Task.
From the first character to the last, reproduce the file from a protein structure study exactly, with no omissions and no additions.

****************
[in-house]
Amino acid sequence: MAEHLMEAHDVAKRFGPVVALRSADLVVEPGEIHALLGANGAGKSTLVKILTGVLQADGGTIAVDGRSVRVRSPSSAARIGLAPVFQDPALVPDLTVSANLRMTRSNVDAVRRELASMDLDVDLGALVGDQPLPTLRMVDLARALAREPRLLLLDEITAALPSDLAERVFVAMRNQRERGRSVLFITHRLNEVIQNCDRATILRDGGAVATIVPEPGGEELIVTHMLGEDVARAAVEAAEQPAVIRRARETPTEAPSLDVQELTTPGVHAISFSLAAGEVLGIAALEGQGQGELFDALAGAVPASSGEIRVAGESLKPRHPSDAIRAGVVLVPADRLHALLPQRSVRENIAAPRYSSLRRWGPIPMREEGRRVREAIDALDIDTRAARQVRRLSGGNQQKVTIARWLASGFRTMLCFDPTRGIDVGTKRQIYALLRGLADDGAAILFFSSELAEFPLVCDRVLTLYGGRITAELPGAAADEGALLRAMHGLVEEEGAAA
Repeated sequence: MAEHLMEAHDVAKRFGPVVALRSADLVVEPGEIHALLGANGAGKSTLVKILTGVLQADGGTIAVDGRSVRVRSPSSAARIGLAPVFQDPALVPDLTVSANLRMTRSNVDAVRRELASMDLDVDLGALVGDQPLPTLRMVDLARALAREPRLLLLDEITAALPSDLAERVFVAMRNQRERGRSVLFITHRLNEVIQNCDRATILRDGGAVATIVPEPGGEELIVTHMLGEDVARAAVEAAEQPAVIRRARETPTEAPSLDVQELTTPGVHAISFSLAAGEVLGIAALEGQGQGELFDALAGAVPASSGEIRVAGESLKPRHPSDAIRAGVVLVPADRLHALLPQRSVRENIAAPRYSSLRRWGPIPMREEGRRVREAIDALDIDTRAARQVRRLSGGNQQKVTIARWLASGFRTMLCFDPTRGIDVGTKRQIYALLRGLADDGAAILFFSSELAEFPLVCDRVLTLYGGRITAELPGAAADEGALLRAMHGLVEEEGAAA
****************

[in-house]
Amino acid sequence: MAEHLMEAHDVAKRFGPVVALRSADLVVEPGEIHALLGANGAGKSTLVKILTGVLQADGGTIAVDGRSVRVRSPSSAARIGLAPVFQDPALVPDLTVSANLRMTRSNVDAVRRELASMDLDVDLGALVGDQPLPTLRMVDLARALAREPRLLLLDEITAALPSDLAERVFVAMRNQRERGRSVLFITHRLNEVIQNCDRATILRDGGAVATIVPEPGGEELIVTHMLGEDVARAAVEAAEQPAVIRRARETPTEAPSLDVQELTTPGVHAISFSLAAGEVLGIAALEGQGQGELFDALAGAVPASSGEIRVAGESLKPRHPSDAIRAGVVLVPADRLHALLPQRSVRENIAAPRYSSLRRWGPIPMREEGRRVREAIDALDIDTRAARQVRRLSGGNQQKVTIARWLASGFRTMLCFDPTRGIDVGTKRQIYALLRGLADDGAAILFFSSELAEFPLVCDRVLTLYGGRITAELPGAAADEGALLRAMHGLVEEEGAAA
Repeated sequence: MAEHLMEAHDVAKRFGPVVALRSADLVVEPGEIHALLGANGAGKSTLVKILTGVLQADGGTIAVDGRSVRVRSPSSAARIGLAPVFQDPALVPDLTVSANLRMTRSNVDAVRRELASMDLDVDLGALVGDQPLPTLRMVDLARALAREPRLLLLDEITAALPSDLAERVFVAMRNQRERGRSVLFITHRLNEVIQNCDRATILRDGGAVATIVPEPGGEELIVTHMLGEDVARAAVEAAEQPAVIRRARETPTEAPSLDVQELTTPGVHAISFSLAAGEVLGIAALEGQGQGELFDALAGAVPASSGEIRVAGESLKPRHPSDAIRAGVVLVPADRLHALLPQRSVRENIAAPRYSSLRRWGPIPMREEGRRVREAIDALDIDTRAARQVRRLSGGNQQKVTIARWLASGFRTMLCFDPTRGIDVGTKRQIYALLRGLADDGAAILFFSSELAEFPLVCDRVLTLYGGRITAELPGAAADEGALLRAMHGLVEEEGAAA